Fortunately, there are lots of resources out there to help you learn what you need to know. In addition to the official documentation, numerous training and certification programs, books, and other resources, there are also plenty of community-created tutorials, guides, and how-tos out there created by OpenStack developers and users who wish to share their first-hand knowledge...

SUSE Acquires OpenStack IaaS and Cloud Foundry PaaS Talent and Technology Assets from HPE

Grazed from SUSE

SUSE has entered into an agreement with Hewlett Packard Enterprise (HPE) to acquire technology and talent that will expand SUSE's OpenStack Infrastructure-as-a-Service (IaaS) solution and accelerate SUSE's entry into the growing Cloud Foundry Platform-as-a-Service (PaaS) market. The acquired OpenStack assets will be integrated into SUSE OpenStack Cloud, and the acquired Cloud Foundry and PaaS assets will enable SUSE to bring to market a certified, enterprise-ready SUSE Cloud Foundry PaaS solution for all customers and partners in the SUSE ecosystem. The agreement includes HPE naming SUSE as its preferred open source partner for Linux, OpenStack and Cloud Foundry solutions. In addition, SUSE has increased engagement with the Cloud Foundry Foundation, becoming a platinum member and taking a seat on the Cloud Foundry Foundation board.

Mirantis moves out of OpenStack BS-as-a-Service market

Grazed from CIO. Author: Swapnil Bhartiya

A wise person once said: The only thing that is constant is change. Open source cloud solutions like OpenStack are challenging companies to come up with new business models to innovate. It was high time for pure play OpenStack company Mirantis to make the right move in the right direction, at the right time.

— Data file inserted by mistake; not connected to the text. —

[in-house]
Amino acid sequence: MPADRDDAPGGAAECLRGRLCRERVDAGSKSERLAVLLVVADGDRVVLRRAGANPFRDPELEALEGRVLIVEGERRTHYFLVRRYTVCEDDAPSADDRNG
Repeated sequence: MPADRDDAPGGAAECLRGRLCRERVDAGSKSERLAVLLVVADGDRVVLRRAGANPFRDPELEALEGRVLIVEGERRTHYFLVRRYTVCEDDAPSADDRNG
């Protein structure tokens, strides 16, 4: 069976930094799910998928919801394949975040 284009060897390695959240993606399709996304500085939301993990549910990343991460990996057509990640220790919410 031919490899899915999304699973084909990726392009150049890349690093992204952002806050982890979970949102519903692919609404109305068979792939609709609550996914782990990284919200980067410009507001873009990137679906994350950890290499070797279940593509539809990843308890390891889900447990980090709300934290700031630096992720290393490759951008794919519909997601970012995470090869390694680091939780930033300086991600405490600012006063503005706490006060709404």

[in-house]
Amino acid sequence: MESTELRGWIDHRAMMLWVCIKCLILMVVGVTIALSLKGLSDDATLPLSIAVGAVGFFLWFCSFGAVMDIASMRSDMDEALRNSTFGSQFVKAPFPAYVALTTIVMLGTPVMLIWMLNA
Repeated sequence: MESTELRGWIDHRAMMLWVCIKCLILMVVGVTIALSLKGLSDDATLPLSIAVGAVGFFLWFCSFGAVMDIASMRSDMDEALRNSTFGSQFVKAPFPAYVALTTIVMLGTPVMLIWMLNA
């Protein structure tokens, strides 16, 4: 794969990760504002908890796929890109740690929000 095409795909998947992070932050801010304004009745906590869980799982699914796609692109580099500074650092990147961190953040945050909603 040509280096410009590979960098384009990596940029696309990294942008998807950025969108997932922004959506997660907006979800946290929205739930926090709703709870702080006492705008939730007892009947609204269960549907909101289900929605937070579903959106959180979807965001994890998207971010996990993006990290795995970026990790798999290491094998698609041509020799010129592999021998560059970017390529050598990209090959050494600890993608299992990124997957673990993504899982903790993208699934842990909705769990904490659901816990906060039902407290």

In September, Mirantis announced that they acquired TCP Cloud, a company that specializes in managed services for OpenStack. The news stirred the beehive as Mirantis was stepping on some partner toes and it was also moving away from the ‘pure play OpenStack company’ model.

The real value lies in people and not technology

Inspur Joins OpenStack Foundation as the Newest Gold Member

Grazed from Inspur and OpenStack Foundation

Inspur, China's leading cloud computing total solution provider, announced today that OpenStack Board approved Inspur as Gold member of the Foundation, reaffirming the company's commitment to industry collaboration and open standards.

The OpenStack Foundation is the community that promotes the global development, distribution and adoption of the OpenStack cloud operating system, and serves more than 30,000 Individual Members from over 170 countries around the world. Enterprise members are divided into platinum member, gold member, corporate member and other supporters. At present, above 150 global enterprises provide code contributions, product integration, market promotion and capital support for OpenStack open source community.